World Biodiversity Day: Why language should not be forgotten
Every year, the United Nations and its members observe May 22 as the International Day of Biodiversity. The first things that come to mind when one says the word “biodiversity” are the oceans and seas, forests, plants and animals as well as indigenous peoples.
But an issue we must never forget while speaking about biodiversity is that of language, especially the tongues of tribal communities.
“Man is a part of evolution. Humans have developed diverse ways of expressing themselves by creating different languages. Language is a clear marker of diversity within the process of evolution. Hence language is biodiversity,” veteran linguist and activist Ganesh Devy told Down To Earth (DTE).
“For tribal communities in India, their lived experience, namely their relationship with the forest, water, plants and animals is expressed in words and terms, which is vanishing now,” Virginius Xaxa, professor and deputy director at Tata Institute of Social Sciences, Guwahati Campus told DTE.
Prominent linguist and expert on the languages of the Andaman islands, Anvita Abbi said that it was not an accident that global distribution of species and languages overlapped. “There is an inextricable relation between biological and linguistic diversity. Scientists have proved that a total of 3,202 languages, nearly half of those on Earth, are currently found in the planet’s 35 biodiversity hotspots. Diversity is the manta for human existence and sustenance,” she told DTE.
Abbi mourned the loss of linguistic diversity in today’s world. “Unfortunately, linguistic diversity, the greatest man-made treasure, is at stake, ironically at the hands of those who created it,” she said.
“Loss of language is the biggest intellectual catastrophe. Modern education does not take cognizance of our multilingual nature and does not incorporate indigenous languages, with their hidden knowledge in the school systems in the country. This has resulted in an un-mitigatable divide in societies. Discrimination between various languages, especially those which are not written down and those which are, between those which are used as the medium of education and those which are not, leads to a situation of linguistic apartheid,” Abbi added.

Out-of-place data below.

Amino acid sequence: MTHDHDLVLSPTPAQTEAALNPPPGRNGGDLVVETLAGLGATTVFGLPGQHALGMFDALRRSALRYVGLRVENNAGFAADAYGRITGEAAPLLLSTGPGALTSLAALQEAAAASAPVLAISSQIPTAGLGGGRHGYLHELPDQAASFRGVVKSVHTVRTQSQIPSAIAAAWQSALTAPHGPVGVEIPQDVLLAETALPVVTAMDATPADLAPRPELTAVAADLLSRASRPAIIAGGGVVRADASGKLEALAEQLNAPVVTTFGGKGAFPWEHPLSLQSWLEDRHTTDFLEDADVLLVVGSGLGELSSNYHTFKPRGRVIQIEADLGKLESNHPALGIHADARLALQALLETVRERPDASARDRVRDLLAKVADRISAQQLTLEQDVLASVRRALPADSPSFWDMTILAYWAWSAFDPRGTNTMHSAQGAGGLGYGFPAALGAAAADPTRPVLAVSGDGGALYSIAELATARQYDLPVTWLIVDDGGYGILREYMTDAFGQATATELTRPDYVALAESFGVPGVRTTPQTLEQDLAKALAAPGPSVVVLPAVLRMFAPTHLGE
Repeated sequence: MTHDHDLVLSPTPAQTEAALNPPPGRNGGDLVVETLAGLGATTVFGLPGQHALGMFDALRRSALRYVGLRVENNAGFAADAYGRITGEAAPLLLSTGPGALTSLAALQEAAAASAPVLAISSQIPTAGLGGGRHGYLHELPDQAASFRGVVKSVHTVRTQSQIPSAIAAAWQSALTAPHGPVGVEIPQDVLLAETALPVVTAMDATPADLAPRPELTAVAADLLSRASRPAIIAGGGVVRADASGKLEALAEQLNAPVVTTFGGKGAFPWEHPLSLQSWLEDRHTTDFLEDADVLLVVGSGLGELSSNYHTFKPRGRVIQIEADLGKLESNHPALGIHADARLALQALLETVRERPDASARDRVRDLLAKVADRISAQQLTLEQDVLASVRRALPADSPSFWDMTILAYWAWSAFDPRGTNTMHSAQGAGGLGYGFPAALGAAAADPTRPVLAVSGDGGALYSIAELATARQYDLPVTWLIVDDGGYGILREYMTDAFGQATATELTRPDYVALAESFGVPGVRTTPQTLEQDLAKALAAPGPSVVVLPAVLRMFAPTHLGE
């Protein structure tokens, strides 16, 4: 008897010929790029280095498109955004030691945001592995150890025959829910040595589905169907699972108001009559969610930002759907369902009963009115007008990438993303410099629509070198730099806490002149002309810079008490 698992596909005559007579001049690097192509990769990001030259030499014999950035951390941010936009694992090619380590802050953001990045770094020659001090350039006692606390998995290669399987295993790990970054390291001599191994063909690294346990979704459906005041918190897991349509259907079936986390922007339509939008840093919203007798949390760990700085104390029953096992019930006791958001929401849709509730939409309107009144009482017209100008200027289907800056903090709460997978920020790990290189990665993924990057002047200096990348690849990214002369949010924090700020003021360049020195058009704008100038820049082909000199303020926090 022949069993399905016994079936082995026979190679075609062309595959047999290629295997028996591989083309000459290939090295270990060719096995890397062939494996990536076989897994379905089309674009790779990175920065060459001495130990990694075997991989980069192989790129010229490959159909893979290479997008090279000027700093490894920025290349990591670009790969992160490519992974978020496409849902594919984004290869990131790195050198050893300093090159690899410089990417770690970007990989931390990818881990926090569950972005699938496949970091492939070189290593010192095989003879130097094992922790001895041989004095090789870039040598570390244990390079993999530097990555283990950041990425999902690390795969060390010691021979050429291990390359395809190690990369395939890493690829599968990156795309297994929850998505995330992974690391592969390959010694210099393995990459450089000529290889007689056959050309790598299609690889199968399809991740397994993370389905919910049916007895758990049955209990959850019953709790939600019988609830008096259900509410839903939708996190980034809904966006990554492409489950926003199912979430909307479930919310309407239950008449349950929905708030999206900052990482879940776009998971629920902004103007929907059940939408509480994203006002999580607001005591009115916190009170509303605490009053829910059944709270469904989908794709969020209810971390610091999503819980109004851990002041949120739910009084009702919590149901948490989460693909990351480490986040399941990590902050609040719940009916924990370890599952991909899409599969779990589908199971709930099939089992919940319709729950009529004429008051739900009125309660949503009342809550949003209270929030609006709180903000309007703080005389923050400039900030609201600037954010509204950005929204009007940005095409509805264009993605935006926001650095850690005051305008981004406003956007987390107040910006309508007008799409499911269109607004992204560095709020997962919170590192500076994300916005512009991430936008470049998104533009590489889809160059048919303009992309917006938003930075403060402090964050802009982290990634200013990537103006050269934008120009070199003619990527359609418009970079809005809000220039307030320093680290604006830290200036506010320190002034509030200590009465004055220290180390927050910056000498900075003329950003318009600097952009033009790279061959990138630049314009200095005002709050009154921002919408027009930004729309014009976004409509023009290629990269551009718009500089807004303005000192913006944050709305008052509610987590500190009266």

According to the findings of the 2011 Language Census released by the government last year, a number of small and relatively lesser-known tribal languages spoken in remote corners of India have shown a decline.
These include the Sema language of the Naga tribe of the same name, which showed a decadal decrease (between 2001-2011) of -89.57, the Monpa language of Arunachal Pradesh (-75.48), Nagaland’s Phom (-55.58), Odisha’s Jatapu (-49.08), Himachal Pradesh’s Lahauli (-48.89) and Bhumij of Eastern India (-42.02).
Only two major tribal languages have so far bucked this trend. Bodo and Santali have also slowed down though not declined. Bodo shows a total decadal percentage increase of 9.81. Santali shows a total decadal percentage increase of 13.89.
“Tribal languages are a treasure trove of knowledge about a region’s flora, fauna and medicinal plants,” Ayesha Kidwai of the Centre for Linguistics, School of Language, Literature and Culture Studies, Jawaharlal Nehru University, New Delhi, had told DTE at the time the findings were released. “Usually, this information is passed from generation to generation. However, when a language declines, that knowledge system is completely gone. With the loss of language comes the loss of everything in a culture and loss of solidarity, the loss of Man himself.”
First published by Down to Earth on 22 May 2019